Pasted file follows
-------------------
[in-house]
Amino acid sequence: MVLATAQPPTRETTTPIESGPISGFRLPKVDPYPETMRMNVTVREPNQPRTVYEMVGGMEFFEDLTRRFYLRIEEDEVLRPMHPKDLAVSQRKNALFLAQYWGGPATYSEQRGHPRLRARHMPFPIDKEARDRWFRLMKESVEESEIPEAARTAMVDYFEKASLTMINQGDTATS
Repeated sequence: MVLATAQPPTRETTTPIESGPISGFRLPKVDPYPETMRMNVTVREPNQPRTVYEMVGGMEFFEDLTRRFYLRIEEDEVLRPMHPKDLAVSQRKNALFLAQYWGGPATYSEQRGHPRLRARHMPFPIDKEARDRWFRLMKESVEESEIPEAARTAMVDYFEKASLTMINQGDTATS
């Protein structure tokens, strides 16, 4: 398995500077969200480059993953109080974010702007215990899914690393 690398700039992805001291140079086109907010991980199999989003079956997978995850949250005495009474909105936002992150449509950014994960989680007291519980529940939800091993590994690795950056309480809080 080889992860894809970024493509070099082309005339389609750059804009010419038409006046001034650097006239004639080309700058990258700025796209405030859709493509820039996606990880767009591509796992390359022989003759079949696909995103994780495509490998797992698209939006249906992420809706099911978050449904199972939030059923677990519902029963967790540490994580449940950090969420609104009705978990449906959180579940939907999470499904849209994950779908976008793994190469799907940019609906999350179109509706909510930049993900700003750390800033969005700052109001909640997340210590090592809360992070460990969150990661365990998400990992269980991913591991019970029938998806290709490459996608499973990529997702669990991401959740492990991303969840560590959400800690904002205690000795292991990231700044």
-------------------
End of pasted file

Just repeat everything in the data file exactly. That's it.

[in-house]
Amino acid sequence: MVLATAQPPTRETTTPIESGPISGFRLPKVDPYPETMRMNVTVREPNQPRTVYEMVGGMEFFEDLTRRFYLRIEEDEVLRPMHPKDLAVSQRKNALFLAQYWGGPATYSEQRGHPRLRARHMPFPIDKEARDRWFRLMKESVEESEIPEAARTAMVDYFEKASLTMINQGDTATS
Repeated sequence: MVLATAQPPTRETTTPIESGPISGFRLPKVDPYPETMRMNVTVREPNQPRTVYEMVGGMEFFEDLTRRFYLRIEEDEVLRPMHPKDLAVSQRKNALFLAQYWGGPATYSEQRGHPRLRARHMPFPIDKEARDRWFRLMKESVEESEIPEAARTAMVDYFEKASLTMINQGDTATS
């Protein structure tokens, strides 16, 4: 398995500077969200480059993953109080974010702007215990899914690393 690398700039992805001291140079086109907010991980199999989003079956997978995850949250005495009474909105936002992150449509950014994960989680007291519980529940939800091993590994690795950056309480809080 080889992860894809970024493509070099082309005339389609750059804009010419038409006046001034650097006239004639080309700058990258700025796209405030859709493509820039996606990880767009591509796992390359022989003759079949696909995103994780495509490998797992698209939006249906992420809706099911978050449904199972939030059923677990519902029963967790540490994580449940950090969420609104009705978990449906959180579940939907999470499904849209994950779908976008793994190469799907940019609906999350179109509706909510930049993900700003750390800033969005700052109001909640997340210590090592809360992070460990969150990661365990998400990992269980991913591991019970029938998806290709490459996608499973990529997702669990991401959740492990991303969840560590959400800690904002205690000795292991990231700044």